Last week Ethiopia passed a landmark bill increasing taxes on tobacco products. The tax reform came almost exactly a year after the country passed its comprehensive tobacco control law introducing broad smoke-free policies, advertising bans, large pictorial warnings on packs, new age restrictions on cigarette purchasing as well as banning electronic cigarettes and flavored tobacco. The last-week’s bill shifted the ad-valorem excise tax from 75% to 30% of the domestic production costs or CIF for imported cigarettes, while introducing specific excise tax rate of eight Ethiopian Birr (ETB) (c.a. 0.25 USD) on each cigarette pack. It is estimated that the new tax will not only bring additional 925 million ETB (28.7 million USD) to the state coffer, but also, through its impact on cigarette prices, will reduce the rate of cigarette smoking among adults by 10%, saving around 91 thousand lives.
The new tax is a huge victory for public health in Ethiopia and hope for many low- and medium-HDI countries that still struggle with increasingly more affordable tobacco products. The introduction of the bill was widely supported by the World Health Organization, the World Bank and many non-governmental organizations working in Ethiopia and internationally. The new bill is well-grounded in the latest research in economics of tobacco markets. Historically, with the ad-valorem-based tax system, the economy-brand cigarettes costed only 20% of premium-brand cigarettes, allowing smokers to avoid the tax by shifting to the less expensive brands. The tax will not only increase prices of all cigarettes, but also reduce large price gaps between economy and premium cigarettes, boosting the positive health impacts of the tax.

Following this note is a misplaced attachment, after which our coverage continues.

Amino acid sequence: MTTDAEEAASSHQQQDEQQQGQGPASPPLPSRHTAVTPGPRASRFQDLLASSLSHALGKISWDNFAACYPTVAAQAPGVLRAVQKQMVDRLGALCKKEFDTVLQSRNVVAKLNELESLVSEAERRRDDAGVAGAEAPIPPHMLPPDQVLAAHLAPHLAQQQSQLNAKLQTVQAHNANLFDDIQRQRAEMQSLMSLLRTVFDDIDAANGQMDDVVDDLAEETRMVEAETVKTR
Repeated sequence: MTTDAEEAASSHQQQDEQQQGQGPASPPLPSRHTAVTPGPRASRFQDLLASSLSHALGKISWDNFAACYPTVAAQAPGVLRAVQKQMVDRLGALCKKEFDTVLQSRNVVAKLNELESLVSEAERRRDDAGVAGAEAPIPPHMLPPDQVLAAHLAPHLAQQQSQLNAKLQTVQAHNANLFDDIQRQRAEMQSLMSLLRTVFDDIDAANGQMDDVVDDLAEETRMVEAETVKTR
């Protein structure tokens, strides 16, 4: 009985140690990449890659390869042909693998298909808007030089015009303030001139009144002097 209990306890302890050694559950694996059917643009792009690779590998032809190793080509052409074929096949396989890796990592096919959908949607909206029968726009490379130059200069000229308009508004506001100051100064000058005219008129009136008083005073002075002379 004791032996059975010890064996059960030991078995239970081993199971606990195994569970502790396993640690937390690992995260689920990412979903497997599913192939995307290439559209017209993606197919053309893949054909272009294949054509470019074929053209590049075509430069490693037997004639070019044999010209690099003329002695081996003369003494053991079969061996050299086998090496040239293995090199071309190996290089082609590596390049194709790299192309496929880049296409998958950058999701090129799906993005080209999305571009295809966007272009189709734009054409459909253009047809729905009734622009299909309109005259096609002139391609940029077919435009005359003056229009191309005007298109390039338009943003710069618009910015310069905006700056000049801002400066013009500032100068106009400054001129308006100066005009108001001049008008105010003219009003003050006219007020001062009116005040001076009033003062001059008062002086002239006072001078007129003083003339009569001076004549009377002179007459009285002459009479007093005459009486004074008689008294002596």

There is room for further improvement in both the tax rates and structure. The legislation is predicted to increase the tax share of the average retail price of cigarettes to around 54%, which is still far from the WHO-recommended minimum of 75%. Higher rates would not only help Ethiopia to meet the WHO standards, but will also help in further reductions in tobacco use. Additionally, the current rate that is based on CIF/manufacturing cost makes it easy for tobacco companies to evade the tax through, for example, under-invoicing, or straight-out avoid it by shifting its costs higher up in the supply chain. Switching the tax base from CIF/manufacturing cost to the retail price and eventually replacing the mixed tax system by one that is entirely based on the specific tax would further advance the public health and economic goals of the tobacco tax policies in Ethiopia.